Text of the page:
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End Child Trafficking

Trafficking is the third-largest organised crime globally, a highly profitable yet heinous exploitation. Child victims are deprived of education and basic needs, trapping them in poverty and exploitation.

ICP works on the ground to protect children from trafficking. It identifies at-risk children, collaborates with government stakeholders to prevent exploitation, and facilitates rehabilitation for victims and their families. ICP also supports their pursuit of justice to deter future crimes.


  • The National Crime Records Bureau report states that there were 2,878 reported cases of child trafficking in India in 2022. 

  • 10 children are reported missing every hour, with many falling victim to trafficking rings. Every day 8 children are trafficked and 3 children are pushed into labour. 


Child trafficking is a grave human rights violation, an organized crime that also results in rampant sexual abuse and rape of children, child labour, slavery, prostitution, or other forms of sexual exploitation. It is a crime of economics, power, and patriarchy which is reflected in the large number of children getting trafficked into marriage. Children are forced into employment because they are the cheapest form of labour. They are also sexually exploited as they are the easiest to subjugate.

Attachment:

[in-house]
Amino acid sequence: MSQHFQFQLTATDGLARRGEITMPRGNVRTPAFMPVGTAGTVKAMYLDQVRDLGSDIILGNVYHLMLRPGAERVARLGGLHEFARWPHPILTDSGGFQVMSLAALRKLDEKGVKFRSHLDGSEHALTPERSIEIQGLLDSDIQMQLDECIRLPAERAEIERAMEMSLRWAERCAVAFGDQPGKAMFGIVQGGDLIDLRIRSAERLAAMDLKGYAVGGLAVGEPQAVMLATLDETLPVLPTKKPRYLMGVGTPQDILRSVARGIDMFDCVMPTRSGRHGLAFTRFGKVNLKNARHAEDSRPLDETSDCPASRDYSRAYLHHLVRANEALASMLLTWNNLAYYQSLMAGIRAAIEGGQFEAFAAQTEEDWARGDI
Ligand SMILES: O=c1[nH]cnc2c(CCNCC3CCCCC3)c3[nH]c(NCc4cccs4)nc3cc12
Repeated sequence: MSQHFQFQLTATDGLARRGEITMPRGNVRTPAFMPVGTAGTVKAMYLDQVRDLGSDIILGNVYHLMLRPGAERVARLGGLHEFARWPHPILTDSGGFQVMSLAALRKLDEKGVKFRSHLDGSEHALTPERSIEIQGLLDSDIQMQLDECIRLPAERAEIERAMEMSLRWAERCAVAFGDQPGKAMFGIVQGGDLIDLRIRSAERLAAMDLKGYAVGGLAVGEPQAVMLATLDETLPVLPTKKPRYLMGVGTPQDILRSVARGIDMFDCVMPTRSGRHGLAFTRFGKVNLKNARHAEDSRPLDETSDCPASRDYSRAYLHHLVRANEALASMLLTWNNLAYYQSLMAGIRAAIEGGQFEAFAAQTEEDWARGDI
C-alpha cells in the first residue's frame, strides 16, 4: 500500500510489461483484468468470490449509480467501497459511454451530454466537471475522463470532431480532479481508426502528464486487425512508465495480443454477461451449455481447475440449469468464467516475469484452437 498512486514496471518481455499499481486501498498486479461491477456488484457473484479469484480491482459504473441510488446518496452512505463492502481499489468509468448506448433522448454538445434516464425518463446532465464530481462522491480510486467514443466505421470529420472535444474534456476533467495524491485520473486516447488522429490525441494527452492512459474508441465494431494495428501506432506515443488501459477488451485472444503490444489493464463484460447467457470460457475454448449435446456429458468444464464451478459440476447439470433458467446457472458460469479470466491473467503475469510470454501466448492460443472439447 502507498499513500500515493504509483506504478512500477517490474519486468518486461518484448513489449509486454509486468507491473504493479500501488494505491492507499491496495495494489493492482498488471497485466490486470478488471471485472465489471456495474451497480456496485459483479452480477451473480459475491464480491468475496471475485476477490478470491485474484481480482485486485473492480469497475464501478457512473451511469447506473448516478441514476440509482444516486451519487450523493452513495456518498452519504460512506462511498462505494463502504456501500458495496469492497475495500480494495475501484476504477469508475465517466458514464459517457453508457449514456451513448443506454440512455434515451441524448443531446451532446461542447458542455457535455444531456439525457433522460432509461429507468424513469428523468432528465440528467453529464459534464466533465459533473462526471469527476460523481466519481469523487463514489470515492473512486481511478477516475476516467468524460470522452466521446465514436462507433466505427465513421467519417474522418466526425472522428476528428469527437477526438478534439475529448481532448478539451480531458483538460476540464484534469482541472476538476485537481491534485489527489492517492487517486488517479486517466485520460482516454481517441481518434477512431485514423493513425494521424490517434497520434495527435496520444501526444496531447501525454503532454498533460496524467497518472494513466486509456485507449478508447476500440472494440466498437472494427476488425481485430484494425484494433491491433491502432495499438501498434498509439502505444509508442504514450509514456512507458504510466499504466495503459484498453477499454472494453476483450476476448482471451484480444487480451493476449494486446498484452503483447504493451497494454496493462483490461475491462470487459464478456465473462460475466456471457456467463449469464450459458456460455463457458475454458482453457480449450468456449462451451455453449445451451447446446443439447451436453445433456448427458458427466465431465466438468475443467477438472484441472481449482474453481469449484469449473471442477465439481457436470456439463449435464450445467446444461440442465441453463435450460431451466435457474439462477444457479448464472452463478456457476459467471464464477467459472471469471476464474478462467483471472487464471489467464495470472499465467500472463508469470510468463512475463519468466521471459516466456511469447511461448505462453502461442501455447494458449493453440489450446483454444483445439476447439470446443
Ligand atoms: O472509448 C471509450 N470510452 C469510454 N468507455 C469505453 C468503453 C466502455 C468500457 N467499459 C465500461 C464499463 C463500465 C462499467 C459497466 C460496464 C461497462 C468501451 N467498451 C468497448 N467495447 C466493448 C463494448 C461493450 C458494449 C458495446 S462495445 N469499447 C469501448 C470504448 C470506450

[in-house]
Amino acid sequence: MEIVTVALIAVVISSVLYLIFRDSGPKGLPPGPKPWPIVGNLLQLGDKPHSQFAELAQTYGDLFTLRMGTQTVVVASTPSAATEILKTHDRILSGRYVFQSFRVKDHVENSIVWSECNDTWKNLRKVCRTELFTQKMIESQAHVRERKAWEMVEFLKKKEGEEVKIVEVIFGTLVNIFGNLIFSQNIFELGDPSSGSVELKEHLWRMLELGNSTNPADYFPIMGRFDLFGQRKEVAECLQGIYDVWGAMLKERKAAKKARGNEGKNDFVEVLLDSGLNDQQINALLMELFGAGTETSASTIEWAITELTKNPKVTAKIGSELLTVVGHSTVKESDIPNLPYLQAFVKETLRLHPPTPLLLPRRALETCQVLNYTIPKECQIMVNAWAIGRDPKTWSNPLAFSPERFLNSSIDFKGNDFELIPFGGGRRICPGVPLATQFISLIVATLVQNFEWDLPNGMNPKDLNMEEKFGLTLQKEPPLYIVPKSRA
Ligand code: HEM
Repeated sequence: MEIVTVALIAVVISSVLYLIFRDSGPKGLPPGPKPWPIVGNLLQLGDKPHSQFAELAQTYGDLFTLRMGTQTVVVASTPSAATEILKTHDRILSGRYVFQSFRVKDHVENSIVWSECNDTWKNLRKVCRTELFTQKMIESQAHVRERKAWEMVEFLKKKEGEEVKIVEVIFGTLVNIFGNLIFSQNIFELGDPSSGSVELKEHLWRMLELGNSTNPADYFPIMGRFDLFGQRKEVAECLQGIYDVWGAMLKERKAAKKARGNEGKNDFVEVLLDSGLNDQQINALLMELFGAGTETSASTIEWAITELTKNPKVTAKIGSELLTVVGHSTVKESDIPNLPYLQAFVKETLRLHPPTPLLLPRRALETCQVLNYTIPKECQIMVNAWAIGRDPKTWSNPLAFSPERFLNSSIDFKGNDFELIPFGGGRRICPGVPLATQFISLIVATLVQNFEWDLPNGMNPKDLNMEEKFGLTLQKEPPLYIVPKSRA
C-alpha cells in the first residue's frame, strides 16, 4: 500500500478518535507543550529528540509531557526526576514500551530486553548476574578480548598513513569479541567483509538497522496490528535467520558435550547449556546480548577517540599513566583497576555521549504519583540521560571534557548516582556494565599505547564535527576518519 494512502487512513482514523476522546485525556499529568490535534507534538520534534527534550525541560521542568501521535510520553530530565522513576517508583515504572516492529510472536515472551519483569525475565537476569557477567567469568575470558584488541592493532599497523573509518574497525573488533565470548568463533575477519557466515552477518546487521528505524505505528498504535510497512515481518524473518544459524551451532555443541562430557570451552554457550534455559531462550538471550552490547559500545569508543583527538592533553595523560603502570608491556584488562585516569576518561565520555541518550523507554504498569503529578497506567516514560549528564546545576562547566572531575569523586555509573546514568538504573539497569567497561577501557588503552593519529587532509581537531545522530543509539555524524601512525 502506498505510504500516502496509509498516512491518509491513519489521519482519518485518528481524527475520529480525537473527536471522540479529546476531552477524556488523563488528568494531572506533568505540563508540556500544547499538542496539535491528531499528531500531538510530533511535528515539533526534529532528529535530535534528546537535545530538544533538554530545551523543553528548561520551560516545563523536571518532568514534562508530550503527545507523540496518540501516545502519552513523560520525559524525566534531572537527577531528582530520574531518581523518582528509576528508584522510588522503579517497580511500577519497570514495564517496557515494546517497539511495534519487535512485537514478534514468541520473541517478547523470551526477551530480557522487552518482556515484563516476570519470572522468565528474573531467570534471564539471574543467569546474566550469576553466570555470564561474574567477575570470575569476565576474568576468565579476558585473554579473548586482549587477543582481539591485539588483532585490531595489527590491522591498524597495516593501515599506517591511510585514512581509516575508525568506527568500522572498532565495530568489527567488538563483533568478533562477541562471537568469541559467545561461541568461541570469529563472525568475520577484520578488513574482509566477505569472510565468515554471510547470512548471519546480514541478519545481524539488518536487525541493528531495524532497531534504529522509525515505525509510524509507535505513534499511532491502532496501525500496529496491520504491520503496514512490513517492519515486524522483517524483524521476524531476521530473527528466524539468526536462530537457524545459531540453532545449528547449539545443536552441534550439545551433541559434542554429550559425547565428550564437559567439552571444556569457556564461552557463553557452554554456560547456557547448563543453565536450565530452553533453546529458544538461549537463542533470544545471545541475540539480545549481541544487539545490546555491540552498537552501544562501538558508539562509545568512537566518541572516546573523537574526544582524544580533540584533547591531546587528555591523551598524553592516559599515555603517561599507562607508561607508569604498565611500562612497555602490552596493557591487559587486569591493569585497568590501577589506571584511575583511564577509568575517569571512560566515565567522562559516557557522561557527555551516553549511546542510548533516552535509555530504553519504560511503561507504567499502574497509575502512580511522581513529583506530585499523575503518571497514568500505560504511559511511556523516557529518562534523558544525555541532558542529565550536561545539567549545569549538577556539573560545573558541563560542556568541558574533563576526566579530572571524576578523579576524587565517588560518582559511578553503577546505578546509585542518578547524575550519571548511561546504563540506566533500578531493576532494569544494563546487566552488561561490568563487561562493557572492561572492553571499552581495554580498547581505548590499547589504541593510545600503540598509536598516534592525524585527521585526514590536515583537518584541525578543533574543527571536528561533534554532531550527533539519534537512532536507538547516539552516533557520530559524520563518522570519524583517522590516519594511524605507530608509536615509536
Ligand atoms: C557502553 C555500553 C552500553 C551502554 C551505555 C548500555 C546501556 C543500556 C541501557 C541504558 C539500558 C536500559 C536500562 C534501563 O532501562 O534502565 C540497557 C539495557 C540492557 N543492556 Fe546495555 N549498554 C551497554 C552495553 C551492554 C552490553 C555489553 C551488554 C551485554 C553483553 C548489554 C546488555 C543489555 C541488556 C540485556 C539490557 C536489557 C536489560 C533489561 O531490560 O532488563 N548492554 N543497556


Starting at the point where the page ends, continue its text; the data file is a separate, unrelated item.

To achieve the tipping point to end the oldest organized crime of child trafficking, we intend to ensure prosecution at scale. 


Sustained, scalable action focusing on prevention, prosecution, and victim rehabilitation is crucial. Increased law enforcement is urgently needed to combat trafficking in India, as current efforts are inadequate. Additionally, emerging forms of trafficking, such as spas, massage parlours, placement agencies, and online platforms, require greater attention and action. 


Child trafficking can be eliminated by enforcing a holistic and comprehensive strategy that focuses on ending the crime as well as the ecosystem where this social evil perpetuates. The PICKET strategy takes into account and aims to address the causal factors for the existence of child trafficking. 

- Policy for prevention
- Investment in institutions 
- Communication
- Knowledge and awareness at all levels 
- Economics of the crime understood and addressed
- Technology for monitoring and deterrence


  • Ensure immediate child protection, rehabilitation, and caregiver vigilance. 

  • Strengthen institutions, provide legal and psychosocial support, and strive for sustainable child protection in India. 

  • Combat child trafficking, labour, and other social evils through awareness campaigns and stakeholder engagement. 

  • Collaborate with law enforcement to enhance implementation mechanisms, and boost reporting and investigation of cases at the district and village level.

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